Walleye are now well established in Lake of the Ozarks after 10+ years consistent stocking. Although most walleye are caught incidentally by anglers targeting other species, anglers targeting walleye are becoming increasingly successful. Walleye are typically caught on steep rocky points and humps on crankbaits and jigs tipped with either minnows or nightcrawlers.

The lake also offers good fishing for a number of other species including paddlefish, sunfish, gar, and carp. Remember to use proper handling techniques when releasing sublegal (or legal) fish back to the water to ensure their survival.

Little Dixie Lake

Largemouth bass fishing will be fair in 2006 according to recent surveys. The density of bass has increased due to good recruitment over the last few years. As a result, there are large numbers of bass in the 8-12" range that will be available to anglers. And like last year, there will be good numbers of bass in the 12-15" protected slot length range which should provide some excellent catch and release fishing. There will also be a fair number of bass over 15" but few fish greater than 18" (4 lbs. or larger). Anglers can help improve the density of larger bass (greater than 15") by practicing catch and release fishing. The upper end of the lake, rock jetties, and dam usually provide the best fishing. Fishing around structure like creek channel drop-offs, brush piles and fallen trees are also very productive. Crappie fishing in 2006 should be good. Surveys show a large increase in the numbers of 8-10" crappie. Bigger fish (greater than 10") were also more abundant than in the past few years. The density and size structure of the crappie population continues to slowly improve due to good recruitment over the last three years. Bluegill fishing will be good this year. Most fish will average 7-8" and some will be caught in excess of 8". Catfish fishing has been excellent in the past, however, abundance has slowly been declining due to reduced stocking rates which were implemented as part of a statewide small lake catfish study. Surveys last summer showed fair to good numbers of 15-22" channel and blue catfish that will be available to anglers. The largest catfish taken while sampling was a blue catfish which weighed 42 lbs. One lucky angler caught a blue catfish in excess of 50 pounds. Many of the 16-22" catfish caught by anglers last year were taken during the spring and early summer months. Fishing off the jetties and dam, around cover, and near creek channels is the most productive. Good catfish baits include worms, liver, shrimp, cut shad, prepared baits and live sunfish. Redear sunfish fishing continues to be outstanding. As in previous years, anglers will have the opportunity to catch large numbers of 9-11" redear. Chances of catching a 10"/1 lb. redear (Master Angler size) are excellent. Try fishing near woody cover and tree stumps in shallow water, especially in May and early June during spawning. Worms and crickets fished on or near the bottom work well. Little Dixie Lake is also home to a few large lake sturgeon. Lake sturgeon are an endangered species and as such are protected by law. Any angler catching a lake sturgeon must release it unharmed, immediately after being caught.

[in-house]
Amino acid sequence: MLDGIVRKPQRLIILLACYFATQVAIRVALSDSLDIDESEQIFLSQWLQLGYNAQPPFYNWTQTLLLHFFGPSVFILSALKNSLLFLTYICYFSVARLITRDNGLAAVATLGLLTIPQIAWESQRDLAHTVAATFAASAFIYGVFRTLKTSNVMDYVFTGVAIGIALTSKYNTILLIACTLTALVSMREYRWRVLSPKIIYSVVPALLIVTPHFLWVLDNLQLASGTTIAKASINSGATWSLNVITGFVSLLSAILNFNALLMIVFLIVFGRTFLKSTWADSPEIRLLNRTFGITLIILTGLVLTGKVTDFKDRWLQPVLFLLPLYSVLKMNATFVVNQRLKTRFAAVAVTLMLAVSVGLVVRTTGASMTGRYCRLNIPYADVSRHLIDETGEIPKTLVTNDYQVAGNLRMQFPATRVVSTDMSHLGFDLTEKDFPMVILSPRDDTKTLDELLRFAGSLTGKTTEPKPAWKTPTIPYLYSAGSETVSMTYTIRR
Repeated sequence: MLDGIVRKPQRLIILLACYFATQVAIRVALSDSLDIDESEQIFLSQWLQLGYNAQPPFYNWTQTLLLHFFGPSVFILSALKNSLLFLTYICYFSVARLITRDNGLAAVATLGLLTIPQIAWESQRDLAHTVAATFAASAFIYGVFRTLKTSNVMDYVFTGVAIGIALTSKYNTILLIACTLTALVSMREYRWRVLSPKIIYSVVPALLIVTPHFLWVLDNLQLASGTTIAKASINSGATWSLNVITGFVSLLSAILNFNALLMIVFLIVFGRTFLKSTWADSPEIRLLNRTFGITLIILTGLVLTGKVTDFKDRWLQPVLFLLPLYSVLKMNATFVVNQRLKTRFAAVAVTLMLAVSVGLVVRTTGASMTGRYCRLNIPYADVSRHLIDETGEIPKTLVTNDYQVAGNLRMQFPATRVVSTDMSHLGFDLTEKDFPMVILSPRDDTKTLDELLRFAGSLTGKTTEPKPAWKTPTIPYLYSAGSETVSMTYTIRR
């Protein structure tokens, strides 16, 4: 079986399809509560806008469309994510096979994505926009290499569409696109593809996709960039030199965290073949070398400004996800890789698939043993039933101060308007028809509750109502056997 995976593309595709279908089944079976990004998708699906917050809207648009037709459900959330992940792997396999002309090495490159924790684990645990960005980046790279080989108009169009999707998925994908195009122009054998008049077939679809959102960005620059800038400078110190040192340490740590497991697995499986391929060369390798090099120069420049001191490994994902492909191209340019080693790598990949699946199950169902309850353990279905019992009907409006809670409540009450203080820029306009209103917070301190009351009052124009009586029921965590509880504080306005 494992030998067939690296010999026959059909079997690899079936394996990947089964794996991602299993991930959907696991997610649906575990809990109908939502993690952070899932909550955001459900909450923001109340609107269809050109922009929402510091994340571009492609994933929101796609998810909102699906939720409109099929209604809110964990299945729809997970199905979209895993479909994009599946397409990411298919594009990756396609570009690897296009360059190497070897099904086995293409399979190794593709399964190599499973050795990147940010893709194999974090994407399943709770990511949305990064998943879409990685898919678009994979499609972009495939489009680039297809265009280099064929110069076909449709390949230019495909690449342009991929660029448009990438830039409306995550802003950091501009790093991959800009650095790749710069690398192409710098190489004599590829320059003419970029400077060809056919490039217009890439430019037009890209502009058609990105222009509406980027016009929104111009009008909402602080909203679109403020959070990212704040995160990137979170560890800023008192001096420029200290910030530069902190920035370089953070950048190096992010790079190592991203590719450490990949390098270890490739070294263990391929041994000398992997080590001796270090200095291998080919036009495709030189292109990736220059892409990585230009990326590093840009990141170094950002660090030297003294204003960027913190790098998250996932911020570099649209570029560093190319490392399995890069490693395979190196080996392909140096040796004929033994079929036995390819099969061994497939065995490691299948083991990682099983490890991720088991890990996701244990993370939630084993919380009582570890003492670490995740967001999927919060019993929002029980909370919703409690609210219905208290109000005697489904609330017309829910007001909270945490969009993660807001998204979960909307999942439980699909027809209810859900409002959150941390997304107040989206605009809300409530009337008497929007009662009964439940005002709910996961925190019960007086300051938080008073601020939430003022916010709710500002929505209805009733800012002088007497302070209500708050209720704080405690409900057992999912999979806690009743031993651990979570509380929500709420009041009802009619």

Manito Lake

Fishing for channel catfish should be good in 2006. The Department stocks catfish each fall to maintain the population. Bluegill fishing should be fair to good this year. Bluegills were much more numerous in this year’s sample and the size is much better. Crappie fishing should remain fair. Fishing for largemouth bass will be fair this year.

Rinquelin Trail Community Lake

Fishing for redear sunfish should be excellent again in 2006. There are many large redear in the lake. Try fishing for them with the same bait and tackle you would use for bluegill but fish close to the bottom. Channel catfish should be good. The Department stocks three hundred and thirty catfish in the lake each year. Largemouth bass fishing should remain fair in 2006. Bluegill fishing will be fair also. The largemouth bass and bluegill are numerous, but small.